Don't ask Charlie Weis about the altitude. Experience tells him it's only a distraction.
Notre Dame's second-year coach referenced his days as an offensive coordinator in the NFL when his teams would travel to Denver to face the Broncos, saying adjusting for the mile-high altitude in Colorado is just "taboo."
"It is taboo," said Weis during his weekly press conference Tuesday. "It'll be the first thing I talk about today, and it'll be the last time that the word will be addressed."
Weis used to focus on adjusting to the thin air too much, even though scientific evidence, he said, proves the altitude doesn't have an effect on players in the first 48 hours.
"What we found years ago going out to Denver is that at first we made a big deal out of it," Weis said. "We used to go out there two days early. We'd go out there, make a big deal out of it and then we'd get our butt kicked.
"We started treating it like every other game, and then we started winning. I'm just going off of experience, and that's how we're treating it."
Notre Dame will not alter its offensive and defensive strategies much because of the altitude, Weis said. But adjusting to Air Force's efficient and time-consuming option offense is a priority of Weis'.
"I think the most important thing is scoring when you have the ball," Weis said. "That sounds like just a coaching phrase, but that's really - when you're playing - when you might have less than ten possessions, I think every possession becomes so critical."
Air Force has averaged a 5:56 time of possession edge in eight games this season.
And the Falcons usually convert on their long drives. Air Force has scored touchdowns on 21 of 29 red zone drives and has field goals in five others. By comparison, Notre Dame has 26 touchdowns and six field goals on 35 red zone opportunities.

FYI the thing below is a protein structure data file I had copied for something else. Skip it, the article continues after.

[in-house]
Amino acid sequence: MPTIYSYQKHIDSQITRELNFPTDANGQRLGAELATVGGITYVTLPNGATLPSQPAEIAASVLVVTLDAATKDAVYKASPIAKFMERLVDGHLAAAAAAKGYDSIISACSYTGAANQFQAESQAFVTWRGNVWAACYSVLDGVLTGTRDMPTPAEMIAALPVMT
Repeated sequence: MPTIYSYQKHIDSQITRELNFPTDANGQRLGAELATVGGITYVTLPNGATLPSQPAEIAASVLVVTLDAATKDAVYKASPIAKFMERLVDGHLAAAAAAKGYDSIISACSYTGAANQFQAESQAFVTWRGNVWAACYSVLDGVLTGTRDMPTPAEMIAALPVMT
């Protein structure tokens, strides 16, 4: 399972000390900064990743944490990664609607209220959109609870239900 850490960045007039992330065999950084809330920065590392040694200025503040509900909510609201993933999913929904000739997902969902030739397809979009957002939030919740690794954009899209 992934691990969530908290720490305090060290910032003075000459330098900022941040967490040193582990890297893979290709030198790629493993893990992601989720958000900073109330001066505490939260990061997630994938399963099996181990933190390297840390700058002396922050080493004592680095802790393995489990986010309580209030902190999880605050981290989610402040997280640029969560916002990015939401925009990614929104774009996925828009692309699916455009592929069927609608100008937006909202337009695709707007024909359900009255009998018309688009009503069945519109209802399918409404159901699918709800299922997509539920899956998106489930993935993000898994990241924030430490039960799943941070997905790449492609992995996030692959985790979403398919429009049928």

Air Force has outscored its opponents in every quarter on the season, with its most scoring - 70 points - coming in the second quarter.
uNotre Dame and Air Force will honor the son of Irish defensive backs coach Bill Lewis, who graduated from the Air Force Academy in 1992 and died in a helicopter crash in 1998, with a decal replication of his unit's patch.
Gregg Lewis was a walk-on on the 1988 Falcons' football team and was killed in a helicopter training mission for the 66th Rescue Squadron based at Nellis Air Force Base in Nevada.
"About a month or two ago, Geoff [Lewis, Gregg's brother], who lives down in Georgia, e-mailed me and asked me if there's any way that a combination of Notre Dame and Air Force could do anything to kind of honor his brother but really for the sake of his parents," Weis said. "So we first went through Notre Dame to make sure it was okay with everyone from Notre Dame, and then we got a hold of Air Force, and after going back and forth, Air Force jumped on board."